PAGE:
In Less Than a Year, the Federal Reserve Could Look Dramatically Different

With the opportunity to fill more than half of the board’s seats, President Trump could substantially alter the course of monetary policy.

Fed Chair Janet Yellen is photographed at a meeting. (Gary Cameron / Reuters)

There are seven seats on the Federal Reserve’s Board of Governors—the group of people who make the most consequential decisions about American monetary policy—and President Donald Trump will have the opportunity to fill an unusually large number of them. One seat opened soon after he took office, when the former comptroller of the currency, Thomas Curry, stepped down. Then Governor Daniel Tarullo resigned in February. Between one more announced resignation since then and another standard term expiration, at least two more spots will have opened up by February of next year. If and when Trump’s nominees assume their new roles, they could drastically change the Fed’s monetary policy and oversight of banks.

The most notable vacancy will come when current Fed Chair Janet Yellen’s term expires in February 2018. It wouldn’t be unheard of for a president to reappoint a Fed chief installed by his predecessor, and Trump, who criticized Yellen during the campaign, has softened his tone after taking office, saying that he respects Yellen and would consider keeping her on. That remains a possibility, as a recently released schedule of Yellen’s shows that she met with Trump’s daughter Ivanka over the summer. Still, it would not be a surprise if Trump, as he has already done in several other realms, unwinds a decision made by Obama and appoints someone else to the position.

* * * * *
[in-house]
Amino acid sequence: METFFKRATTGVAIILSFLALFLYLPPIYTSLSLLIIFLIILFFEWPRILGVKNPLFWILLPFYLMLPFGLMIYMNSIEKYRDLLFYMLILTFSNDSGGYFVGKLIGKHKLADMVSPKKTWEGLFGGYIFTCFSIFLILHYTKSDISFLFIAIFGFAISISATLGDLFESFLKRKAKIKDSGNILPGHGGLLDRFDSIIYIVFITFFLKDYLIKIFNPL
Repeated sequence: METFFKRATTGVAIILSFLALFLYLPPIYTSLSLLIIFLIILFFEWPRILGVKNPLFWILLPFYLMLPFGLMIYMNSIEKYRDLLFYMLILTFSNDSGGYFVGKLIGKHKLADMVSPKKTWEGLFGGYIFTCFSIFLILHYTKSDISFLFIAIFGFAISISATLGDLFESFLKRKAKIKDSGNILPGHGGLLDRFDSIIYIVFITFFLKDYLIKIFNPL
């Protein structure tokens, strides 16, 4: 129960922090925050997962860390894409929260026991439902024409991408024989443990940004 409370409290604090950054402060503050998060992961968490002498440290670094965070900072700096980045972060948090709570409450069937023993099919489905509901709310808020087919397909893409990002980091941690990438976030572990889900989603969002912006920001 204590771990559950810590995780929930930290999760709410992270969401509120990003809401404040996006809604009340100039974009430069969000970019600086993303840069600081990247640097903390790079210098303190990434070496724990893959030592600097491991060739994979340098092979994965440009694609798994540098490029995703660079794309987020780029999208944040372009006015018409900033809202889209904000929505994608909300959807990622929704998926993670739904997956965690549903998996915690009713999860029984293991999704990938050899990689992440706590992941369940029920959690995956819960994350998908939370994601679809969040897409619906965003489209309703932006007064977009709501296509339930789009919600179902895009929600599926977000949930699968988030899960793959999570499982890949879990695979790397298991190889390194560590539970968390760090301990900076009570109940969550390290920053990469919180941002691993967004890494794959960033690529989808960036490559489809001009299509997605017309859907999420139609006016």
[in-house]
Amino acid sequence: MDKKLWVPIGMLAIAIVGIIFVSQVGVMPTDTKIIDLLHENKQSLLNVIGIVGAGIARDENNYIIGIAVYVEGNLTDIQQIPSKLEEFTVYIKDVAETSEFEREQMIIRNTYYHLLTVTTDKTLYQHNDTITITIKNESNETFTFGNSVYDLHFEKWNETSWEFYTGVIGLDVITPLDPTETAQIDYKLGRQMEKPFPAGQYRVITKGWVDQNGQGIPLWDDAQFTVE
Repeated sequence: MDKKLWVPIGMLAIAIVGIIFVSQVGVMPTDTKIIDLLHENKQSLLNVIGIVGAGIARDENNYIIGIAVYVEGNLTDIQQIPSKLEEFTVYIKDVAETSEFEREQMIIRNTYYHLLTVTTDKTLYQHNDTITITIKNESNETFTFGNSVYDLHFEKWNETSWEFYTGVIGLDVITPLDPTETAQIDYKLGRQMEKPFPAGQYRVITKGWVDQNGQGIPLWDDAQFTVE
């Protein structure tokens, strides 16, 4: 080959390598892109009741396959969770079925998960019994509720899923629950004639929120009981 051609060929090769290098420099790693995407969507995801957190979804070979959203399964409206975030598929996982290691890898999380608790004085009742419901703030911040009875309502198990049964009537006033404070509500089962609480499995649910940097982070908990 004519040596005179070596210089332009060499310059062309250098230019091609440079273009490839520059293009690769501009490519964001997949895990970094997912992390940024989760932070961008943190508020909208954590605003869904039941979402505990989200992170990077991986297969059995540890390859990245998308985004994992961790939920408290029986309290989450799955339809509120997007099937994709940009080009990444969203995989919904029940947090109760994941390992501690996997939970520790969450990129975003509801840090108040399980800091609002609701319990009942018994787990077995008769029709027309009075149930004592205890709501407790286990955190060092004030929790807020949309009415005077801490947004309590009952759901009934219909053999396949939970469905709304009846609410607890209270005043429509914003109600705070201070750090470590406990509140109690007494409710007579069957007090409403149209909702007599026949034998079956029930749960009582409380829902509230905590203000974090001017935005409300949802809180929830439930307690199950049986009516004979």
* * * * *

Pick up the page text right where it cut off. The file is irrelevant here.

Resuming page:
If Yellen gets replaced, who might take her spot? For some time, many guessed Gary Cohn, the president’s senior economic advisor and a Goldman Sachs alum. But after Cohn criticized Trump’s response to the white-supremacist rally in Charlottesville in August, the speculation has been that Cohn’s prospects have diminished. Other possibilities that have been floated by analysts and economists include Kevin Warsh, a Wall Street veteran who worked for the Fed under George W. Bush; Jonathan Taylor, a professor at Stanford; Marvin Goodfriend, an economist; and Glenn Hubbard, a professor at Columbia University. Each of these people have been critical of some aspect of the Fed under the Obama administration and during Yellen’s tenure. Their gripes have included the use of prolonged expansionary policy (which aims to increase money supply and spur economic growth), the increasing regulation of financial sector, and the reliance on the Fed for economic support in the post-recession years.